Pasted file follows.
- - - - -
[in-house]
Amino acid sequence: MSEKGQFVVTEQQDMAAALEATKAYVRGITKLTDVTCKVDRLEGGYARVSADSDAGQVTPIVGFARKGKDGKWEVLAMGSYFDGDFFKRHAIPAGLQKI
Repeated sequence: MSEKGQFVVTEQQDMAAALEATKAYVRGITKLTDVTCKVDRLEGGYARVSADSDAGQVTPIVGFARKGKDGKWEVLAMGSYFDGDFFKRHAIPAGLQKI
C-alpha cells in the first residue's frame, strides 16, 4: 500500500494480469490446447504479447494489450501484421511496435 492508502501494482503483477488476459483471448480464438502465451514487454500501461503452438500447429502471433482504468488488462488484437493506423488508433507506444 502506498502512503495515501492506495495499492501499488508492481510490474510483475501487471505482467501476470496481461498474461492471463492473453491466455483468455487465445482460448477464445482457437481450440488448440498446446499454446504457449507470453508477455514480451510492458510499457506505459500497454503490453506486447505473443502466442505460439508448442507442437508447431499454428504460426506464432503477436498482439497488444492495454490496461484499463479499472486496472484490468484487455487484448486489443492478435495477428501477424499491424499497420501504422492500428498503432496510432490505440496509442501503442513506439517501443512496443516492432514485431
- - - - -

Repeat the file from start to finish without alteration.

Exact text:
[in-house]
Amino acid sequence: MSEKGQFVVTEQQDMAAALEATKAYVRGITKLTDVTCKVDRLEGGYARVSADSDAGQVTPIVGFARKGKDGKWEVLAMGSYFDGDFFKRHAIPAGLQKI
Repeated sequence: MSEKGQFVVTEQQDMAAALEATKAYVRGITKLTDVTCKVDRLEGGYARVSADSDAGQVTPIVGFARKGKDGKWEVLAMGSYFDGDFFKRHAIPAGLQKI
C-alpha cells in the first residue's frame, strides 16, 4: 500500500494480469490446447504479447494489450501484421511496435 492508502501494482503483477488476459483471448480464438502465451514487454500501461503452438500447429502471433482504468488488462488484437493506423488508433507506444 502506498502512503495515501492506495495499492501499488508492481510490474510483475501487471505482467501476470496481461498474461492471463492473453491466455483468455487465445482460448477464445482457437481450440488448440498446446499454446504457449507470453508477455514480451510492458510499457506505459500497454503490453506486447505473443502466442505460439508448442507442437508447431499454428504460426506464432503477436498482439497488444492495454490496461484499463479499472486496472484490468484487455487484448486489443492478435495477428501477424499491424499497420501504422492500428498503432496510432490505440496509442501503442513506439517501443512496443516492432514485431